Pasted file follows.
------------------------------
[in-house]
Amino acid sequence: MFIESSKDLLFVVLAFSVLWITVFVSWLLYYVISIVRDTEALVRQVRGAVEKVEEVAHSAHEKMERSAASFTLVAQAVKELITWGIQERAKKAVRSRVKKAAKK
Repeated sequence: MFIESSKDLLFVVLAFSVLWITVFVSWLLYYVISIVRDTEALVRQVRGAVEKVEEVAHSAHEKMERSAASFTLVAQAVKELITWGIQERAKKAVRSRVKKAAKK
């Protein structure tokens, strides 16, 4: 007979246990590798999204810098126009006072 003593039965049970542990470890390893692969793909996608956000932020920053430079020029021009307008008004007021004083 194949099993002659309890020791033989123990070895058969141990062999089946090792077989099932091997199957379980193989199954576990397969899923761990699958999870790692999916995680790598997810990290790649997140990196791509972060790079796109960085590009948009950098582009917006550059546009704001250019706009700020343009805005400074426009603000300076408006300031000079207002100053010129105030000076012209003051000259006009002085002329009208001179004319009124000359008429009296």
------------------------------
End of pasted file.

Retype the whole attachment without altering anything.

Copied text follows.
[in-house]
Amino acid sequence: MFIESSKDLLFVVLAFSVLWITVFVSWLLYYVISIVRDTEALVRQVRGAVEKVEEVAHSAHEKMERSAASFTLVAQAVKELITWGIQERAKKAVRSRVKKAAKK
Repeated sequence: MFIESSKDLLFVVLAFSVLWITVFVSWLLYYVISIVRDTEALVRQVRGAVEKVEEVAHSAHEKMERSAASFTLVAQAVKELITWGIQERAKKAVRSRVKKAAKK
């Protein structure tokens, strides 16, 4: 007979246990590798999204810098126009006072 003593039965049970542990470890390893692969793909996608956000932020920053430079020029021009307008008004007021004083 194949099993002659309890020791033989123990070895058969141990062999089946090792077989099932091997199957379980193989199954576990397969899923761990699958999870790692999916995680790598997810990290790649997140990196791509972060790079796109960085590009948009950098582009917006550059546009704001250019706009700020343009805005400074426009603000300076408006300031000079207002100053010129105030000076012209003051000259006009002085002329009208001179004319009124000359008429009296």